• Enough pressure had built up within the reactor to cause an explosion, leading to the collapse of reactor 4. Following the explosion, the engineers and reactor workers attempted to hide the incident from authorities.
  • This meant that evacuation effort could not fully begin for 36 hours after the explosion.
  • Because the incident was not immediately reported and the public was never made fully aware, farm produce, dairy and the air was contaminated with extremely high levels of radiation and extremely high levels of radiation and subsequently consumed by the residents in regions surrounding Chernobyl.
  • Within hours of the explosion, residents of the nearby city of Prypiat began to fall ill.

Body 3: How is it relevant to us? Finally, I’m going to tell you what the effects were and why Chernobyl is still relevant today.

  • Hundreds of thousands of people were affected by the accident
  • 150 villages and towns were abandoned displacing thousands of people from their homes.
  • As a result of the widespread release of radiation scientists estimate t hats 100,000 miles square miles surrounding Chernobyl had been significantly contaminated.
  • Significant levels of radiation from Chernobyl were recorded at the Forsmark Nuclear power plant about 600 miles away from Chernobyl.
  • Over 600,000 workers were involved in the cleanup of Chernobyl. Many of these workers received significant levels of radiation.
  • The international atomic energy agency noted more than 1800 documented cases of thyroid cancer in children 14 and under immediately following the disaster, much higher than normal.
  • Most of these were identified early and successfully treated.
  • The disaster brought to light the severe effects of radiation poisoning on the body according to the international Nuclear safety group: “Krypton 85 affects the entire body and can increase the likelihood of developing cancer such as leukemia within two years of exposure. Cesium 137 can attack the entire body, centering on the liver, spleen and the muscles. Barium 140, gathers in the bones and can cause tumors as late as thirty years after exposure. Iodine 131 gathers in the thyroid. It can trigger cancer in the thyroid decades following exposure”.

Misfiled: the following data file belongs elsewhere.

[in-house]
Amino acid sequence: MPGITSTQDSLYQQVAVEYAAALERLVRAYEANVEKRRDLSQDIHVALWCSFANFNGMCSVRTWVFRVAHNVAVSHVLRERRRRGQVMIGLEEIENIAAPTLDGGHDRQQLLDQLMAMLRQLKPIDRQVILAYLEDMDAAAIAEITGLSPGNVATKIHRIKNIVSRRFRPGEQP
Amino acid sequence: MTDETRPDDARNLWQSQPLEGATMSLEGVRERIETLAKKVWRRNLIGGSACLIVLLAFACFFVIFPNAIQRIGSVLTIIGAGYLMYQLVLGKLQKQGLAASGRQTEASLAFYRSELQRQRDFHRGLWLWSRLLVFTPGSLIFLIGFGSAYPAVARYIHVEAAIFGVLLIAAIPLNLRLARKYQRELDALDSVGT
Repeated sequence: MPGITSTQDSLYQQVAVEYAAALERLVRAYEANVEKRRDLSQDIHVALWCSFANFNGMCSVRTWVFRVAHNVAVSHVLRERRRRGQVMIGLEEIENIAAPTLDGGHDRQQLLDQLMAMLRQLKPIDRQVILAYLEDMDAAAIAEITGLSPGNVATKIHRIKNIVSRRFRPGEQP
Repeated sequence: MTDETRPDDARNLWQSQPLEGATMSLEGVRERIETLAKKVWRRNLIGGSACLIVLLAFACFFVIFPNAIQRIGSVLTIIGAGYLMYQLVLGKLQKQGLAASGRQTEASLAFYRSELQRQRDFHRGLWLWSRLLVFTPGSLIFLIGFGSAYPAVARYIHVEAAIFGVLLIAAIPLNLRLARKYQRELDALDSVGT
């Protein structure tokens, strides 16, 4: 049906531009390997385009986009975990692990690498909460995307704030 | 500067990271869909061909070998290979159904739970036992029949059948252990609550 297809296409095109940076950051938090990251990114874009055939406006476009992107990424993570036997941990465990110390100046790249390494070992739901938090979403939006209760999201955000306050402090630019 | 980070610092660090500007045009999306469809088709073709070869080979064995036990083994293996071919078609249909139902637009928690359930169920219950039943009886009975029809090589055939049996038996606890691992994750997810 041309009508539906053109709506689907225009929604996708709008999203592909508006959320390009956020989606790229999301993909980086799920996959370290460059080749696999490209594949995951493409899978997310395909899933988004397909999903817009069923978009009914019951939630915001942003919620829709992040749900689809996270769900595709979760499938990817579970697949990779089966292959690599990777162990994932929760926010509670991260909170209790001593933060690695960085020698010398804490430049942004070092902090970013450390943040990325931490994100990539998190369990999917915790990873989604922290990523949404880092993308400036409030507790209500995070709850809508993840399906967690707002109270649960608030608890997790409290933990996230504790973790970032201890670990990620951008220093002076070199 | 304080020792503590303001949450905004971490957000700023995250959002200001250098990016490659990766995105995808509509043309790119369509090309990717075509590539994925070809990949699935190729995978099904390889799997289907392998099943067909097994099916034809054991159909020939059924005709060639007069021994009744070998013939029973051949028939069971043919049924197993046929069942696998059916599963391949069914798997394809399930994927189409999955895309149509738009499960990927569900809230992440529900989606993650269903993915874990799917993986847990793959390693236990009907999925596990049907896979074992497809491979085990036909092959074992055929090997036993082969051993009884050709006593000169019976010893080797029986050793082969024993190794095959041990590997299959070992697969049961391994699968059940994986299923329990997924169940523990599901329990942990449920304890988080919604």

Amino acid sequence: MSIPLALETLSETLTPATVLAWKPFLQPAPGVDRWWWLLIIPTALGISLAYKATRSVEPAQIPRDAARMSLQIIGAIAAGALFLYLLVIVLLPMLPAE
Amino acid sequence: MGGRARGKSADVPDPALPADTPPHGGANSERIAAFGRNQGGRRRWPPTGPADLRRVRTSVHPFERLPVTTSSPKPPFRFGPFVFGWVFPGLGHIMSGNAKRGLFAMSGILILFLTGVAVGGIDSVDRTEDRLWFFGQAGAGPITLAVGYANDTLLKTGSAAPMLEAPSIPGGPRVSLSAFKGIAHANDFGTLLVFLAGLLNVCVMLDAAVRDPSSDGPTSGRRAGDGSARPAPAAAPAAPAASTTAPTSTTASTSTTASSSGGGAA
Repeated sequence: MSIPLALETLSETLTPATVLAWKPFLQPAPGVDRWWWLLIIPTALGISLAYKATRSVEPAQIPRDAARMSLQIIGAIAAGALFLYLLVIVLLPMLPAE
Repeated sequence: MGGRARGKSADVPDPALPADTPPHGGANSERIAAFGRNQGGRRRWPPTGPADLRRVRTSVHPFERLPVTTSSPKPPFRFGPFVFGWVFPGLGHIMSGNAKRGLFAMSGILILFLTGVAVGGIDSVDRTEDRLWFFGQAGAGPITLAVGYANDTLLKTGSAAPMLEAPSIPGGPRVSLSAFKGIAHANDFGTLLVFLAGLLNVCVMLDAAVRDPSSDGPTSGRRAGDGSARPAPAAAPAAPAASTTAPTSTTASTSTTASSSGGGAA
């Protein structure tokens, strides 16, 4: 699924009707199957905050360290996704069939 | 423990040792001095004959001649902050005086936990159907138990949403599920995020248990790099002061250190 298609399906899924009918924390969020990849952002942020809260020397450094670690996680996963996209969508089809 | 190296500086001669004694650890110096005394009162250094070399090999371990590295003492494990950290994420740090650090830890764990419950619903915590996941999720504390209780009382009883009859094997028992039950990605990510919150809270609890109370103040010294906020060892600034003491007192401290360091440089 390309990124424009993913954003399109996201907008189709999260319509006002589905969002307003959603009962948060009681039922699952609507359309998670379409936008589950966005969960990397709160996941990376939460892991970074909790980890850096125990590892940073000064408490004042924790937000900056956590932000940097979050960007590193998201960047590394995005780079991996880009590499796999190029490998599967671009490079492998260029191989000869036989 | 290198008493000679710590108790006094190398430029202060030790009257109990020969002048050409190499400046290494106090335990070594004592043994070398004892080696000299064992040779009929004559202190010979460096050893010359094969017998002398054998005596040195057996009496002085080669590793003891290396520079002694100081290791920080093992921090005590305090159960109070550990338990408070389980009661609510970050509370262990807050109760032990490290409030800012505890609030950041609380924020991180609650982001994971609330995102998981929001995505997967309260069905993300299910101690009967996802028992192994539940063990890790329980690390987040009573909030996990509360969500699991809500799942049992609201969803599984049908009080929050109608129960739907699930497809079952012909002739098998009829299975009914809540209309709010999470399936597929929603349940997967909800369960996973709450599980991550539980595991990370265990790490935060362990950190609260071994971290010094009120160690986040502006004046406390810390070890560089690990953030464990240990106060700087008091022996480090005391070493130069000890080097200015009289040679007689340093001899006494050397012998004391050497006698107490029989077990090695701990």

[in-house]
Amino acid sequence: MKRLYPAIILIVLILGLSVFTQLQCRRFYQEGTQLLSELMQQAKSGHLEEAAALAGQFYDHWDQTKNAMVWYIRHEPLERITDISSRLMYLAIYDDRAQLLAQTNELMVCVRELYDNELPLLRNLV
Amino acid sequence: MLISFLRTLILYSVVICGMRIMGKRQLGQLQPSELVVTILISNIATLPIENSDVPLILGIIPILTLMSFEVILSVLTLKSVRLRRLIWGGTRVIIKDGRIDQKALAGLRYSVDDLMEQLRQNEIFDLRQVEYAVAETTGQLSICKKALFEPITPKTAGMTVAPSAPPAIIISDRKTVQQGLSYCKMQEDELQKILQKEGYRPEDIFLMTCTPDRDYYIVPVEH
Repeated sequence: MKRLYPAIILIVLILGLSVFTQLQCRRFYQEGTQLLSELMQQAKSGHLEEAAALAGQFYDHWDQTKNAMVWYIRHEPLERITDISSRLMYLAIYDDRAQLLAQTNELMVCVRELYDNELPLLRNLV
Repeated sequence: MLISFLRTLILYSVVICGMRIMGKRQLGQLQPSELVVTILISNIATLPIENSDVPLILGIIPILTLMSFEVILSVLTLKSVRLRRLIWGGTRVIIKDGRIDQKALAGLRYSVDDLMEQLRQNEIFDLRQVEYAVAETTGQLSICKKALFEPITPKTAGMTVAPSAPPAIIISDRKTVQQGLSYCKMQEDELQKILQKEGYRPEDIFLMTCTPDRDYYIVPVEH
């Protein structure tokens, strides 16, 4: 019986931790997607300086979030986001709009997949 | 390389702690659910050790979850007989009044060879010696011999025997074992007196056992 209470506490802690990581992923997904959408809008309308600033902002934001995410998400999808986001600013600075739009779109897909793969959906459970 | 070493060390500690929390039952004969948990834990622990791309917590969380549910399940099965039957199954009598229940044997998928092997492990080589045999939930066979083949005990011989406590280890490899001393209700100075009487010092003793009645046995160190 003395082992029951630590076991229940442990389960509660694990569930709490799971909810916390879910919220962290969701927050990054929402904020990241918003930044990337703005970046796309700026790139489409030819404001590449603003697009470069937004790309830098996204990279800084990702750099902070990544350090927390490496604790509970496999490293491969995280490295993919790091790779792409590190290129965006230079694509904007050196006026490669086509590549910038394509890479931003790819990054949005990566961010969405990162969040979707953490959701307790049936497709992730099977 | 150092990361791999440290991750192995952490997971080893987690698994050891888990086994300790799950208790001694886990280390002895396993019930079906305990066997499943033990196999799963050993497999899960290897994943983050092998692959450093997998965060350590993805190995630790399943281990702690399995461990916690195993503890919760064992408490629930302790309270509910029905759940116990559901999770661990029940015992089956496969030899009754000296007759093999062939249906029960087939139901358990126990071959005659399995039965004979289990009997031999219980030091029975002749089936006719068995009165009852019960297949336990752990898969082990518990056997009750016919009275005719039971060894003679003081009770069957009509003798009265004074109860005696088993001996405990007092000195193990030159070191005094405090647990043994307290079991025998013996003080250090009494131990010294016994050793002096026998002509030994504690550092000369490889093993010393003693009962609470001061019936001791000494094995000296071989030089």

• The event brought awareness to the dangers of radiation not only from nuclear reactors but also from everyday occurrences such as getting an X-Ray at the hospital.

Conclusion:

Nuclear reactors are used more today than ever. The nearest one is in Chicago, IL. The disaster of Chernobyl made people more aware of the dangers.

More safety measures were put into place because of Chernobyl. These safety measures meant that containment and disaster relief was much faster and more effective during the 2010 Fukushima nuclear disaster in Japan. In conclusion I have told you what Chernobyl is, why it happened, what the effects and why it is still relevant to us today.

References

  • Chernobyl | Nuclear Reaction | FRONTLINE | PBS. (n. d. ). PBS: Public Broadcasting Service. Retrieved October 23, 2012, from http://www. pbs. org/wgbh/pages/frontline/shows/reaction/readings/chernobyl. tml
  • Chernobyl: Cause and Effect. (n. d. ). RichEast. Retrieved October 23, 2012, from http://www. richeast. org/htwm/chernobyl/chernobyl. html International Nuclear Events Scale (INES). (2012, September 25).
  • Nuclear Safety and Security. Retrieved October 22, 2012, from http://www-ns. iaea. org/tech-areas/emergency/ines. asp Nuclear Energy Institute – U. S. Nuclear Power Plants. (n. d. ).
  • Nuclear Energy Institute – Clean-Air Energy. Retrieved October 23, 2012, from http://www. nei. org/resourcesandstats/nuclear_statistics/usnuclearpowerplants/